Hi! My trail name is Tree Hugger, and I’m thru-hiking the AT after a 32 year wait. I first learned about the AT during Spring Break of my Sophomore year in college. My college sweetheart and I spent a week in the Smokies, and we ran across some hitchhiking thru-hikers. That’s when I learned about the trail and determined to someday complete it. Well, life intervened, and my path veered away from the trail for some time. I married and raised three amazing kids, but never stopped dreaming about completing the AT. I started backpacking again once the kids were grown, and got into the best shape of my life with the help of a personal trainer and a lot of hard work. Then, in November of 2018, I took a bad fall while night hiking up to a remote spot in the Hoosier National Forest. I suffered multiple physical injuries, including a pretty nasty TBI that required almost three full years to recover from. But with the great support of my friends and family, a team of medical professionals (particularly one extraordinary functional neurologist), I regained enough cognitive ability and balance to backpack again. I entreated my superintendent (I’m a high school teacher) to grant me a Leave of Absence to hike the AT while I’m still able (who knows what the future holds?), and my request was granted. I spend all year teaching my students to “seize the day,” to reach for their biggest goals, and to live out their dreams. It was time to practice what I preach, and so here I am on the AT. It really is a dream come true for me. It’s been difficult and challenging and uncomfortable, and really, what more could anyone ask for?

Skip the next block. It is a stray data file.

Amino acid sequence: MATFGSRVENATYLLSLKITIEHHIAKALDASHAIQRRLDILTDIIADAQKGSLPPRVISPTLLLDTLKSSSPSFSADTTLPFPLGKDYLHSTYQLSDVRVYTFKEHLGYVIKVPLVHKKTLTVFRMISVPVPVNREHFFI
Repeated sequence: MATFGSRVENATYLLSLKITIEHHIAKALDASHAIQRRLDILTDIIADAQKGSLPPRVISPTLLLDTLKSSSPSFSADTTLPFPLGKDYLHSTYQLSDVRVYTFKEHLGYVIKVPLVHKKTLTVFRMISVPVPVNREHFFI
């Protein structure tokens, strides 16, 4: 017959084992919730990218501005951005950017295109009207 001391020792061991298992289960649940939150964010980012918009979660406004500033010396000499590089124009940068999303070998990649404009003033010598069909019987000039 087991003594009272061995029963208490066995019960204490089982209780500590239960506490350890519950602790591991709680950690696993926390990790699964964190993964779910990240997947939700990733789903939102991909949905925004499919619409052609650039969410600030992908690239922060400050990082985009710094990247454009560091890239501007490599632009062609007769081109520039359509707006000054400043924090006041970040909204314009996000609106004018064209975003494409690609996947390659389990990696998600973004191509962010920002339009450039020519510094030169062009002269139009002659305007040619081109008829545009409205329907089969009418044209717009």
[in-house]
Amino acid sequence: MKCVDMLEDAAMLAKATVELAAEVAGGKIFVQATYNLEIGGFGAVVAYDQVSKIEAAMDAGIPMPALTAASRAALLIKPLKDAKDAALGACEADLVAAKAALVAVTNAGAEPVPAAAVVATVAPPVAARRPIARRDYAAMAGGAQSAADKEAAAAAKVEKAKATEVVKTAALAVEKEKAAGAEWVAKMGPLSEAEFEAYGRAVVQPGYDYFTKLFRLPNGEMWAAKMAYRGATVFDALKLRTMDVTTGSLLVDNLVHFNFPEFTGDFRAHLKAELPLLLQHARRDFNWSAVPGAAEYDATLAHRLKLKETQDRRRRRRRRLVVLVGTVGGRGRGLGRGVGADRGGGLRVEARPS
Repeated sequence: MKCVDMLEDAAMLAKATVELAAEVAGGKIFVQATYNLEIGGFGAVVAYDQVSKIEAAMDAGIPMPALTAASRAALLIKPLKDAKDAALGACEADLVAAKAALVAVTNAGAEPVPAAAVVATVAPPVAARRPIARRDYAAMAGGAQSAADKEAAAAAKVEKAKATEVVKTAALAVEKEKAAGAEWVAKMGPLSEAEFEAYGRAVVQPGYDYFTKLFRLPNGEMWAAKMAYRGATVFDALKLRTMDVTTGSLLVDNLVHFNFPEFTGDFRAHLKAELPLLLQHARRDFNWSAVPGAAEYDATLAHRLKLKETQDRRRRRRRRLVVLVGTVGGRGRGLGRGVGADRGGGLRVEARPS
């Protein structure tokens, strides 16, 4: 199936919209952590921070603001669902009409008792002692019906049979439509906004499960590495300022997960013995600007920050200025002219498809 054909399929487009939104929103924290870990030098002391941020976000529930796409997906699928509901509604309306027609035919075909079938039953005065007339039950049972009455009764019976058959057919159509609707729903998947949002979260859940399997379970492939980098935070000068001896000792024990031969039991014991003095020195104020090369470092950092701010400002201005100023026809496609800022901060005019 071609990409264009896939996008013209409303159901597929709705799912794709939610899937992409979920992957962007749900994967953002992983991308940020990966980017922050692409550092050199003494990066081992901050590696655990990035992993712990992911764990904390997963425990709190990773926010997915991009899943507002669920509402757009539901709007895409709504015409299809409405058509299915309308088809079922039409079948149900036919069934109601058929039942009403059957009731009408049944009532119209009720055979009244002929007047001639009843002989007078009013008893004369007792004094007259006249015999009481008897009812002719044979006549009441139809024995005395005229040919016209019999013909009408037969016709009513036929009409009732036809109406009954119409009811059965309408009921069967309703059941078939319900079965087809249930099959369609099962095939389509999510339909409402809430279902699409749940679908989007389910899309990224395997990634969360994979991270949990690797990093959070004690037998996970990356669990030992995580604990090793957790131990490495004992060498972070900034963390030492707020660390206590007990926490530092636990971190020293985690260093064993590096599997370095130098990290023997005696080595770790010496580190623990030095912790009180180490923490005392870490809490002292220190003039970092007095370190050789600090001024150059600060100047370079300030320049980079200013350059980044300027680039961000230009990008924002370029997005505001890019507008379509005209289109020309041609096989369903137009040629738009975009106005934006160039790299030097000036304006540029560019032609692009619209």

Fifty or so years ago, to bring water to the kitchen building and the men's and women's shower houses, water pipes were run underground at the
Enjoy my mental meanderings: To the tune of “North to Alaska” Way up north (North to Damascus)Way up north (North to Damascus)Way up north
Take those boots off, baby. Because I came into this adventure sans YouTube, it has been a truly organic experience for me. The lion’s
Oh, my. Every time I think I’ve hit the prettiest stretch of trail, I turn a corner and discover something even more beautiful, stunning, and/or
“No one is more grateful than a hungry hiker,” said the nice man feeding us this morning when asked why he was sharing this particular “Trail Magic”
The award for Most Sportsmanlike Behavior in the Thru-Hiking category goes to the two gentlemen who kept their eyes forward while I was using the
“Tom Sawyer’s Gang” is alive and well—in case you were worried. I’m known as Tree Hugger on the Appalachian Trail, and I’m a little over a month